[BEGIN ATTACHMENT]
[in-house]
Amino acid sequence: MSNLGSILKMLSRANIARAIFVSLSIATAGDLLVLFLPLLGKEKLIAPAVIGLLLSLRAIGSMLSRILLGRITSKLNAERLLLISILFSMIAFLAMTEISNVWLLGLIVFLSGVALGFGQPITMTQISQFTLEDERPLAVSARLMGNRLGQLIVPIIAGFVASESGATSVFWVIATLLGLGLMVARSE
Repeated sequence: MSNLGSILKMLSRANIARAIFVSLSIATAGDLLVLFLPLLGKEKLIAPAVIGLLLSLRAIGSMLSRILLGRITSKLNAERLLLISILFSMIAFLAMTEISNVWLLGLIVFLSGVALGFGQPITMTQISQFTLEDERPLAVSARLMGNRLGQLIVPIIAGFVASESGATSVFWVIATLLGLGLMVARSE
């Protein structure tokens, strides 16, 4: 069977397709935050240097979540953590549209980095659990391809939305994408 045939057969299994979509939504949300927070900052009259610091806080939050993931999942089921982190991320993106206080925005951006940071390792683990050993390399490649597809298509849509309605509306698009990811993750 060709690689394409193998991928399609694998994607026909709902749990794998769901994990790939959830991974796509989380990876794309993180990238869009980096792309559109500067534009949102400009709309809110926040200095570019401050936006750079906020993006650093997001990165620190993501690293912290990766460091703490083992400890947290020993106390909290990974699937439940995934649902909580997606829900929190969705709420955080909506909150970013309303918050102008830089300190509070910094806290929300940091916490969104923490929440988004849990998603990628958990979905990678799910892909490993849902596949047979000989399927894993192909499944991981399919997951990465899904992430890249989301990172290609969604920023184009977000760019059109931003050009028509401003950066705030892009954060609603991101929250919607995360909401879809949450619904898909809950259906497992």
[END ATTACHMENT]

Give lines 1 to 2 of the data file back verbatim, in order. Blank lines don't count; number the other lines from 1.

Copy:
[in-house]
Amino acid sequence: MSNLGSILKMLSRANIARAIFVSLSIATAGDLLVLFLPLLGKEKLIAPAVIGLLLSLRAIGSMLSRILLGRITSKLNAERLLLISILFSMIAFLAMTEISNVWLLGLIVFLSGVALGFGQPITMTQISQFTLEDERPLAVSARLMGNRLGQLIVPIIAGFVASESGATSVFWVIATLLGLGLMVARSE